‘E’ stands for ‘Everywhere’ when it comes to esports

John Le, Marko Sosniki, Andrew Smith, Cody Altman, and Tony Chau of Maryville University compete in the 2017 League of Legends College Championship Game between University of Toronto and Maryville University. (Photo by Josh Lefkowitz/Getty Images)

Don Marinelli’s first experience attending an esports event came two years ago when he happened to score tickets to the League of Legends World Championship at Los Angeles’ Staples Center.

The final event of the tournament was the fastest sellout in Staples Center history. Nearly 20,000 screaming fans cheered on the game that would award $2.7 million in prize money to the winning team out of a total prize pool of $6.7 million.

Marinelli, a visiting professor in the Arts, Media and Engineering program at the Herberger School at Arizona State University, looked up at the massive Jumbotron hanging overhead, broadcasting the game that two teams on the far end of the arena were playing.

“And I swear, I’m watching the invasion of Normandy going on,” Marinelli said. “Because there’s explosions and there’s armies moving and all this other stuff and I’m looking at it wondering if anybody’s going to have an epileptic fit because there’s so much going on.”

Marinelli’s friend, an esports veteran who was eager to show his buddy a good time at his first live event, leaned over and apologized for how boring the game was.

“I looked at him and I was like, ‘Boring? What do you mean boring?’,” Marinelli said.

Compared to many high-action games, this one had started slowly. Actions per minute, the measure used to calculate how active a game is, were on the low side at first.

But Marinelli was awed. He grew up watching baseball, a sport where he joked, “I’m happy if there’s one action per minute.”

A good esports game will have 400 actions per minute. A great game will have 600 actions per minute.

“It’s the perfect thing for the attention-deficit disorder generation,” Marinelli joked.

This high-action, immersive experience is what has drawn millions of players and fans to esports in recent years as popularity has exploded — along with the marketability and development of esports into profitable leagues, conferences and grassroots feeder systems that include governing bodies for collegiate and high school esports.

Spectators watch the League of Legends gaming tournament during the esports and Music Festival in Hong Kong on August 4, 2017.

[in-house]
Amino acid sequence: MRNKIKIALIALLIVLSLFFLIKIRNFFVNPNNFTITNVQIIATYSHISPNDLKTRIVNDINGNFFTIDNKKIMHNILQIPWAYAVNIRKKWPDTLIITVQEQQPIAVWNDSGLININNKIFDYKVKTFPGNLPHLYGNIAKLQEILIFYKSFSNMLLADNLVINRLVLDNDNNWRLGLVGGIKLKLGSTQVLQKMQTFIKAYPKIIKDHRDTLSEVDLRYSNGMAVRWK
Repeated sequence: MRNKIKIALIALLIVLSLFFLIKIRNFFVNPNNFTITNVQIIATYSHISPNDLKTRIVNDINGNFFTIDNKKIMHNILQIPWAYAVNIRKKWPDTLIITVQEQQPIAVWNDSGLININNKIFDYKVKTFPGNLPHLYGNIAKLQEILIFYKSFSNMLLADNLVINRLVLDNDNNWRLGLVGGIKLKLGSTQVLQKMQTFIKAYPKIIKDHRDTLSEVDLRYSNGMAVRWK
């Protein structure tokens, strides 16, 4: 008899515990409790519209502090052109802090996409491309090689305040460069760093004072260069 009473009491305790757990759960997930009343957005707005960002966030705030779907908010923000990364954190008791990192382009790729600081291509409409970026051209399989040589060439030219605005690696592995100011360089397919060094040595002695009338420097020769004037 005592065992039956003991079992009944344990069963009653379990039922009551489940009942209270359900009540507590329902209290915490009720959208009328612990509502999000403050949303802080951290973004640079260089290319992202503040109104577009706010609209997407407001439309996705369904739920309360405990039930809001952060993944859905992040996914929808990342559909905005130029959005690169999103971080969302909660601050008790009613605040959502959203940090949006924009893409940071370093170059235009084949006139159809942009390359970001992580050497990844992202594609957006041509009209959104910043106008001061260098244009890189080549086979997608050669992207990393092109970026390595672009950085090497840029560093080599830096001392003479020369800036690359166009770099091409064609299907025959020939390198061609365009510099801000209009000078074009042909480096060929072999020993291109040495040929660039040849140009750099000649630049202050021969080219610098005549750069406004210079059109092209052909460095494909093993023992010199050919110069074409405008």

Hundreds of youthful fans cheered on video game players as they competed in a cyber battleground in Hong Kong’s first ever large scale esports festival. (ISAAC LAWRENCE/AFP/Getty Images)

The explosive growth had been happening right under the noses of traditional sports fans. But that hidden fan base is now going mainstream.

The Overwatch League was launched this year, with teams based in 12 cities around the world. Franchise investments coming at the cost of $20 million are being paid by owners such as New England Patriots owner Robert Kraft. That league joins the League of Legends World Championship as a professional esports endeavor. It is based on the North American sports model of teams representing various cities.

Existing sports leagues like the NHL, NBA and NFL are dabbling with esports, creating leagues based on the games based on their live sports. Colleges and universities are seeing exponential growth in varsity programs and scholarships offered.

And the growth is not slowing down. The global audience is expected to be 380 million people in 2018, according to research by Newzoo. Advertisers love that it’s a direct link to the coveted 18-35 age-range demographic. They have been flocking to support esports: Annual revenue is expected to reach nearly $1 billion this year, up almost 40 percent from one year ago.

How, exactly, did we get to a point where esports popularity has the potential to rival traditional sports?

HOW WE GOT HERE

Esports development has its roots in South Korea. As the digital age began and spread, Korean society was quick to embrace emerging technology and integrate it into everyday life. With omnipresent Wi-Fi, cyber cafes called PC bangs — “bang” is the Korean word for “room” — became the most popular places for young Koreans to hang out.

There, young kids and teens could escape for a few hours among friends, playing video games. Those games eventually morphed into team competitions. The competitions grew grander in scale and tournaments began to spring up, encouraging players to embrace gaming as a sport that required devoted practice. Prize money quickly became a lure for gamers to spend hours in front of a computer or console, learning all that they could about a game and perfecting their maneuvers.

In the United States, however, it wasn’t until the accessibility of high-speed Internet in the past 10-15 years that esports began to catch on in earnest.

Scott Smith, an esports veteran who is known by the username “Sir Scoots,” discovered a game called Counter-Strike in 1999.

“I’d been playing a lot of games, but this was the first game that I really started paying attention to in the sense of people playing each other in some sort of competitive format,” Smith said. ‘It sucked me in.”


Courtesy Team VGJ
Those were pre-high-speed internet days. He began traveling to tournaments across the country to play the first-person shooter game with opponents in person, where everyone could hook up to LAN and have reliable Internet connections. As the technology improved and accessibility to the games became more ubiquitous, he saw esports transform from a hobby that only “geeks” and the computer savvy embraced to something that his own mom accepted.

“Farmville on Facebook is a video game, like it or not,” Smith said. “Candy Crush? You’re playing video games. Totally different demographic than esports, but it’s still gaming.”

What truly helped change the culture of esports, however, was the development and popularity of Twitch. The live-streaming video platform debuted in 2011 and began broadcasting not only esports competitions, but also interactive live-streams of average gamers playing. Viewers can log onto Twitch.tv at any time and see a wide variety of games being played and gamers playing them.

“Twitch was kind of the tipping point in the U.S.,” Marinelli said.

In 2014, Amazon paid $970 million to acquire Twitch. By February 2018, Twitch had 15 million daily active users.